The PCL/TiO2 hybrids containing 0.25% and 0.35% w/w of TiO2 showed an increase in the intensity of the diffraction peaks related to PCL when compared to hybrids containing 0.05% and 0.15% w/w of TiO2. Consequently, the increase in TiO2 concentration may have modified the PCL crystallization pattern [18] [28] . Nevertheless, nonappearance of any new peak in the plots for the hybrids shows that no new phase was formed during the process of synthesis.

The crystallinity degree of all hybrids developed was obtained by curve fitting to calculate the area of each peak. Linear background correction was applied separately to the observed peaks before obtain the area under each peak, for which it was assumed a Gaussian profile. The crystalline values for PCL and PCL/TiO2 hybrids are shown in Table 1.

Table 1 shows that the incorporation of TiO2 nanoparticles decreased the PCL crystallinity in all hybrid systems, compared to pure PCL. The concentration of

Table 1. Crystalline values for PCL and PCL/TiO2 hybrids.

0.35% of TiO2 showed a major reduction in the PCL crystallinity. Probably, the TiO2 nanoparticles hindered the PCL crystallization, leading to some changes in the semi-crystalline PCL structure, resulting in a less ordered compound.

3.3. NMR Measurements

As mentioned before, the NMR relaxometry can be used to study the molecular dynamics of the new systems. The proton relaxation times are very sensible to molecular motions, in different frequency ranges. The spin lattice relaxation time, in the laboratory frame, T1H, detects the fast molecular motions, in the MHz scale, and the domains between 25 to 50 nm. The spin lattice relaxation time, in the rotating frame, T, detects the slow molecular motions, in the kHz scale, between 10 to 50 kHz and shows that the material is homogenous in the range of 4 to 25 nm [5] [6] [7] .

So, the T1H provides information’s on the presence of different mobility domains, homogeneity, miscibility, interaction among the components. Since a higher value of proton spin lattice relaxation time, T1H, represents a more restrict environment, with less molecular motions. While a lower value of proton spin lattice relaxation time, T1H, represents a more flexible environment, with more molecular motions [4] [5] [7] . The spin lattice relaxation time in the rotating frame, T, provides information’s about the segmental motions and the slow molecular motions of the polymer chains. This parameter also allows observing the homogeneity of the polymer systems, since it is sensitive to the spatial proximity of the polymer chains [2] [5] .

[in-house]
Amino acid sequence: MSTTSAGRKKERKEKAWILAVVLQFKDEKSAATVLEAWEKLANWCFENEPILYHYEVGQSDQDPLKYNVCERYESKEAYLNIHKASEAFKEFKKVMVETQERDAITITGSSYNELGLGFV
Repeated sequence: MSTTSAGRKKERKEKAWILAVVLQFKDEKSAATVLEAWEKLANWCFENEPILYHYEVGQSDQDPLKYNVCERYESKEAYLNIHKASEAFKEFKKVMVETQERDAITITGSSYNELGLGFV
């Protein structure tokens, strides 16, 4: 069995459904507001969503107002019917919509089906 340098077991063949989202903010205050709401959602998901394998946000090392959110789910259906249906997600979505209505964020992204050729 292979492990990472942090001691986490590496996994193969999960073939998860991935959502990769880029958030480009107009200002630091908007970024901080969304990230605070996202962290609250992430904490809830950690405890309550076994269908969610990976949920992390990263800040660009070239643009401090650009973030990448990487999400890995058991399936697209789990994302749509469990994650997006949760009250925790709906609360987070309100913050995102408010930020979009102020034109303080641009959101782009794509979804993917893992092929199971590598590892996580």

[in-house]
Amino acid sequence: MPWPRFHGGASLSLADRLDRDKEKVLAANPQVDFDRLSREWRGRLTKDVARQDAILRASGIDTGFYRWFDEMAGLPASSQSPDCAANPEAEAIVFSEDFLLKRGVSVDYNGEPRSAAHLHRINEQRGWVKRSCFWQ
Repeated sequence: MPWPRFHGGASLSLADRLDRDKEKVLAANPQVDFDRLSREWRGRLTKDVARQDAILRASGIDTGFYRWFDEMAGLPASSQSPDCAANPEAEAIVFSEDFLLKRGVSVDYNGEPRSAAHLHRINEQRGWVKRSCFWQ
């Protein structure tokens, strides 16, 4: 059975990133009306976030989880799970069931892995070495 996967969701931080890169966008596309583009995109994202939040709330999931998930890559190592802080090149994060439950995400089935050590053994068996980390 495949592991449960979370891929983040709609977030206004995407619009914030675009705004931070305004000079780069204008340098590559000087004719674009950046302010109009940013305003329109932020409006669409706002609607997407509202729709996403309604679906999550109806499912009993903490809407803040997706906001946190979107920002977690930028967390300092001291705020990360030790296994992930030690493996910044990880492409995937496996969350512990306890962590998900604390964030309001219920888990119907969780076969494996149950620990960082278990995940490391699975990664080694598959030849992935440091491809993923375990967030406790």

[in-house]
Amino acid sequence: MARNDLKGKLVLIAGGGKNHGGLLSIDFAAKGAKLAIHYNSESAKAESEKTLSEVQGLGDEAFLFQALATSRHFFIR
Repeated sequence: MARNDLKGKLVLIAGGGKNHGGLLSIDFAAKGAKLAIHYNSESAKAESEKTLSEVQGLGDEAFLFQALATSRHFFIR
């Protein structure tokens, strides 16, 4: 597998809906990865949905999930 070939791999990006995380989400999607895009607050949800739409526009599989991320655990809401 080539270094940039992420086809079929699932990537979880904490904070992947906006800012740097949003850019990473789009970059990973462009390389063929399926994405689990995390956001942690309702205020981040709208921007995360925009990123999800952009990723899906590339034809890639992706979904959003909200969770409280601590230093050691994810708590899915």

According to Table 2 and Figure 4 the neat PCL presented two domains with different T1H values. The first domain presented T1H value around 30 ms and it is correlated to the more mobile region of PCL (amorphous region). The second domain presented values around 142 ms and it is related to the less mobile region of PCL (crystalline region) [6] [15] . Generally the semi-crystalline polymers, such as PCL, present at least two types of molecular organization: the amorphous phase, where the protons presented less relaxation time values since it has more mobility; and the crystalline phase, where the protons presented higher relaxation time values because it has less molecular mobility [2] [16] .